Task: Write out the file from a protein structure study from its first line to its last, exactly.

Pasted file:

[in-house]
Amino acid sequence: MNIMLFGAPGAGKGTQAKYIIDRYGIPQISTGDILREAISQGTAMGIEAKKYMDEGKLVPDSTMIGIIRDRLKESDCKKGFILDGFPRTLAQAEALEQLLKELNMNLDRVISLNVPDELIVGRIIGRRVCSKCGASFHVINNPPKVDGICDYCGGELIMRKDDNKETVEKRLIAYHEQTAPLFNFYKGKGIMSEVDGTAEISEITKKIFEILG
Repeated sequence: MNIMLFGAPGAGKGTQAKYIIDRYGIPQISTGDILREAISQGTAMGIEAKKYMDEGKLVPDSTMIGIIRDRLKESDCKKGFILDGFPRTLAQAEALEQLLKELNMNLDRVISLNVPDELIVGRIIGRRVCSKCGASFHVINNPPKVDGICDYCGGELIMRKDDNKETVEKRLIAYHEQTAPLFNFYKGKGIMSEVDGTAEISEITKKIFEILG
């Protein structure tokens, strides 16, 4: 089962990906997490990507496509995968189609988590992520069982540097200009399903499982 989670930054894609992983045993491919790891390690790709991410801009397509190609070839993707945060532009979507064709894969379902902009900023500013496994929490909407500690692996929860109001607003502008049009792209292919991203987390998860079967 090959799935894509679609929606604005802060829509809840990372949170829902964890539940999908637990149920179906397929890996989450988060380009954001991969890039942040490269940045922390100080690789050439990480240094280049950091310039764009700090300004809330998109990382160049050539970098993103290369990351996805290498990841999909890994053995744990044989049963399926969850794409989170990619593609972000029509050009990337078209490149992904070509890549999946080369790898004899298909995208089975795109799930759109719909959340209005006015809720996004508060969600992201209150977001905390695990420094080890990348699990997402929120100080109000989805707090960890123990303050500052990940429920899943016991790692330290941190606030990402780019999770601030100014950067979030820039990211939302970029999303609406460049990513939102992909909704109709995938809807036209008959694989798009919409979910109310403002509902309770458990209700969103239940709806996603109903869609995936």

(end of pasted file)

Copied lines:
[in-house]
Amino acid sequence: MNIMLFGAPGAGKGTQAKYIIDRYGIPQISTGDILREAISQGTAMGIEAKKYMDEGKLVPDSTMIGIIRDRLKESDCKKGFILDGFPRTLAQAEALEQLLKELNMNLDRVISLNVPDELIVGRIIGRRVCSKCGASFHVINNPPKVDGICDYCGGELIMRKDDNKETVEKRLIAYHEQTAPLFNFYKGKGIMSEVDGTAEISEITKKIFEILG
Repeated sequence: MNIMLFGAPGAGKGTQAKYIIDRYGIPQISTGDILREAISQGTAMGIEAKKYMDEGKLVPDSTMIGIIRDRLKESDCKKGFILDGFPRTLAQAEALEQLLKELNMNLDRVISLNVPDELIVGRIIGRRVCSKCGASFHVINNPPKVDGICDYCGGELIMRKDDNKETVEKRLIAYHEQTAPLFNFYKGKGIMSEVDGTAEISEITKKIFEILG
């Protein structure tokens, strides 16, 4: 089962990906997490990507496509995968189609988590992520069982540097200009399903499982 989670930054894609992983045993491919790891390690790709991410801009397509190609070839993707945060532009979507064709894969379902902009900023500013496994929490909407500690692996929860109001607003502008049009792209292919991203987390998860079967 090959799935894509679609929606604005802060829509809840990372949170829902964890539940999908637990149920179906397929890996989450988060380009954001991969890039942040490269940045922390100080690789050439990480240094280049950091310039764009700090300004809330998109990382160049050539970098993103290369990351996805290498990841999909890994053995744990044989049963399926969850794409989170990619593609972000029509050009990337078209490149992904070509890549999946080369790898004899298909995208089975795109799930759109719909959340209005006015809720996004508060969600992201209150977001905390695990420094080890990348699990997402929120100080109000989805707090960890123990303050500052990940429920899943016991790692330290941190606030990402780019999770601030100014950067979030820039990211939302970029999303609406460049990513939102992909909704109709995938809807036209008959694989798009919409979910109310403002509902309770458990209700969103239940709806996603109903869609995936």